Let’s pray: Gracious Lord, help me to be open-minded, Bible-governed, and God-believing. Amen.

You are Loved!

Pastor Jason Stevens

December 5, 2018, 8:20 AM

Filled With Joy

Grace and peace to you from God our Father and the Lord Jesus Christ.

“The whole family was filled with joy, because they had come to believe in God” (Acts 16:34).

Listen to the charge against Paul and Silas in today’s section of our verse-by-verse study, Acts 16:16-34, “These men … are throwing our city into an uproar” (v. 20). Uproar is common for cities. You can’t get huge numbers of people into a melting pot without the pot boiling over at times. We have seen this reality over and over again in recent days. Furthermore, the gospel is a catalyst; it makes things happen. Either God or the devil will keep a city disturbed. This story moves from rioting to rejoicing: “The whole family was filled with joy.” Leading to this climatic joy were three strange events.

1. A liar told the truth. The demon-possessed fortune-teller followed the missionaries, shouting, “These men are servants of the Most High God, who are telling you the way to be saved” (v. 17). The devil “is a liar and the father of lies” (John 8:44), and fortune-tellers have nearly the same record. But the devil is also shrewd, and he will tell the same truth when it serves his purpose. What the slave girl said was true. She correctly identified these men and their mission. But Paul was “troubled” by it. When the devil advertises God’s business, gullible people will identify the product with the advertiser. So, Paul “said to the spirit, ‘In the name of Jesus Christ I command you to come out of her!’” When you take orders from God, you can give orders to the devil. The incident cautions us. Beware when liars tell the truth. Beware when the devil advertises the Lord’s business.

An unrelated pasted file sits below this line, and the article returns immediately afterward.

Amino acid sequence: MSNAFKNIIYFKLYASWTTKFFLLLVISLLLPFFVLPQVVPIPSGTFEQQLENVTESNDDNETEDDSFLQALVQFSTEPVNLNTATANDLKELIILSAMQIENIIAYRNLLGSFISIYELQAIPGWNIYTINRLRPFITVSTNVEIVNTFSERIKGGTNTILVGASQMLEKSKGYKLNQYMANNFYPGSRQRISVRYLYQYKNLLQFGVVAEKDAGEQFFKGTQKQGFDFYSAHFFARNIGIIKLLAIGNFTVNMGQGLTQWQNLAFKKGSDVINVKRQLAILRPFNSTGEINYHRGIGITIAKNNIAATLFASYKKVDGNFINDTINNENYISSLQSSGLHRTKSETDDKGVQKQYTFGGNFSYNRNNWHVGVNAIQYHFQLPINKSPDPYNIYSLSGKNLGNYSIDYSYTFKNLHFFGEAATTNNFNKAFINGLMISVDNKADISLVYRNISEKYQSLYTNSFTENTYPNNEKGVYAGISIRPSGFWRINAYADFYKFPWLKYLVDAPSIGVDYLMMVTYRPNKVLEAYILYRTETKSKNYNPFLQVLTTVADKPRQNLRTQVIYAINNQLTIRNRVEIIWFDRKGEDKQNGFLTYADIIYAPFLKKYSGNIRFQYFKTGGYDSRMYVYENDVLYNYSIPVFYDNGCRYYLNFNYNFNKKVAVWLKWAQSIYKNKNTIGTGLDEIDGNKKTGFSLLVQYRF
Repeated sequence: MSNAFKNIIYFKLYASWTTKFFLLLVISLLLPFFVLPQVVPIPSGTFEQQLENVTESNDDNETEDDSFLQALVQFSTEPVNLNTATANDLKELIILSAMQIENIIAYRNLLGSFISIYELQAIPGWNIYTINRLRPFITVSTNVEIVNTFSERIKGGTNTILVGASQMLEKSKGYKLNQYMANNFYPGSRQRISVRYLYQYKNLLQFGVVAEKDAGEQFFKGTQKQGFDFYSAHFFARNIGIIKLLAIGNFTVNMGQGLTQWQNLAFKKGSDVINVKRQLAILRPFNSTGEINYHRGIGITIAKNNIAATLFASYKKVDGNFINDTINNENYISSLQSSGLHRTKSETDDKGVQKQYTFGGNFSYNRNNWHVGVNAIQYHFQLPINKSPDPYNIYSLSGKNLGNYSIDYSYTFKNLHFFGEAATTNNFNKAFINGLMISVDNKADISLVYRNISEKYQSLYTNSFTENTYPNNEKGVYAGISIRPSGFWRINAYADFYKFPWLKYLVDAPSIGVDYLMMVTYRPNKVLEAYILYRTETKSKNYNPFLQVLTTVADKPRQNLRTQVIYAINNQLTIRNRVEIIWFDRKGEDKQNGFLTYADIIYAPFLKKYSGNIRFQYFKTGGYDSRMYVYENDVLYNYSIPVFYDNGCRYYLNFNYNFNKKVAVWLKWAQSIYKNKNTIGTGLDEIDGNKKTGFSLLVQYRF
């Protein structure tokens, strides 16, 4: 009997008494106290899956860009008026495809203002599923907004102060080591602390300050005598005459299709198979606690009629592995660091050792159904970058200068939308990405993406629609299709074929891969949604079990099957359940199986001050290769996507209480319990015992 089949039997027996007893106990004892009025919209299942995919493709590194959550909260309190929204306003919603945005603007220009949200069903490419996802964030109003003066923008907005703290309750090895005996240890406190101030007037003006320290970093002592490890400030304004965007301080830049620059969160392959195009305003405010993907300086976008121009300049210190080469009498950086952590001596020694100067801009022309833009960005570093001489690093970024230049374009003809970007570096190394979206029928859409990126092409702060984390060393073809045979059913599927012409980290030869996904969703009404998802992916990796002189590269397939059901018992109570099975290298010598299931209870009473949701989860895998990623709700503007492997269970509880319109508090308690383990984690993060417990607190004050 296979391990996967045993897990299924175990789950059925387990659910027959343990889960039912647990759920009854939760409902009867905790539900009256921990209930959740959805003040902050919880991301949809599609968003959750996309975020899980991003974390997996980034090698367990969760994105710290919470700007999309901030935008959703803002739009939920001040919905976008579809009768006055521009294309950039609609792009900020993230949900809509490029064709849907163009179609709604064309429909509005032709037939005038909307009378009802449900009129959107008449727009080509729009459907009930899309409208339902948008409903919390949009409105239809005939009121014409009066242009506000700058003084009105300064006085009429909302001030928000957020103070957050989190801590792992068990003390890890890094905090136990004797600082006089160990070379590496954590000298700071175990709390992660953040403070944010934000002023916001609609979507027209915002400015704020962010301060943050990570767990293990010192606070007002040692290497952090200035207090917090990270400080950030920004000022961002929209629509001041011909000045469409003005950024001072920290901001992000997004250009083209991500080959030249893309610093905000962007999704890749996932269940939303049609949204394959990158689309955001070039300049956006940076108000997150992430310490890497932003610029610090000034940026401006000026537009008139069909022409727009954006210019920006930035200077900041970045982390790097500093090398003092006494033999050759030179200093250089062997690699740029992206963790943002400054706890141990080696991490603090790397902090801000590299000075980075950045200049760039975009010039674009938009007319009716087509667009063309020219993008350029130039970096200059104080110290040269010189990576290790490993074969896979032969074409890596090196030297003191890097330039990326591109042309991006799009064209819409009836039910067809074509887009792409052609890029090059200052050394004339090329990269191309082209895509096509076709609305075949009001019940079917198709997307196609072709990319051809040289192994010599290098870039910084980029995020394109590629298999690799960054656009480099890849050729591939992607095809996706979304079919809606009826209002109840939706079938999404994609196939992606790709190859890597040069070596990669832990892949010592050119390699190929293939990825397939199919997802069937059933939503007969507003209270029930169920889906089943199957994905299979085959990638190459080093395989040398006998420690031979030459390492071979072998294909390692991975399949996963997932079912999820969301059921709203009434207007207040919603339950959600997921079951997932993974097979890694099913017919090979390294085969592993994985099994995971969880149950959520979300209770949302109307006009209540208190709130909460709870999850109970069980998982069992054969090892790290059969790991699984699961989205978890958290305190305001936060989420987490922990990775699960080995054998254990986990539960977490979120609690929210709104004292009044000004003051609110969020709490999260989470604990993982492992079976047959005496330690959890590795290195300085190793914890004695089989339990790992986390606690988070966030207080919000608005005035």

2. Heaven shook the earth. Paul and Silas were mobbed, beaten, and jailed at the instigation of the angry slave owners who had been injured in their purses. In response, instead of whining, they prayed and sang hymns. “Suddenly there was such a violent earthquake that the foundations of the prison were shaken … doors flew open … chains came loose” (v. 26). From one perspective any earthquake is a natural disaster. The timing and effect proved this one to have a supernatural origin. God was shaking the jail to reverse the verdict of lying witnesses and corrupt magistrates. Roman law was harsh. If prisoners escaped, the jailer took their place. The unnerved jailer started to kill himself, and only the shouted protest of Paul prevented that tragedy. In those words, “Don’t harm yourself!” (v. 28) are sounded the triumph of love over hatred, of forgiveness over wrong.

3. A jailer escaped his prison. The jailer “fell trembling before Paul and Silas.” The quaking jail produced a quaking jailer. Under deep conviction he cried, “What must I do to be saved?” Paul’s answer is a Christian classic: “Believe in the Lord Jesus and you will be saved” (vv. 29-31). To give content to his faith, “They spoke the word of the Lord to him” and his household. In a beautiful ceremony the jailer took water and bathed the missionaries’ wounds and they took water and baptized him and his family (vv. 32-33). The jailer had been a prisoner, chained by his sins in a dungeon of guilt and fear. Now he was free! And, “The whole family was filled with joy, because they had come to believe in God” (v. 34). This Christmas, you, too, can receive this greatest gift and likewise be filled with joy. You can exchange your sin and guilt for God’s pardon and peace in Jesus. This new life is not won by your efforts. It is given freely in response to faith.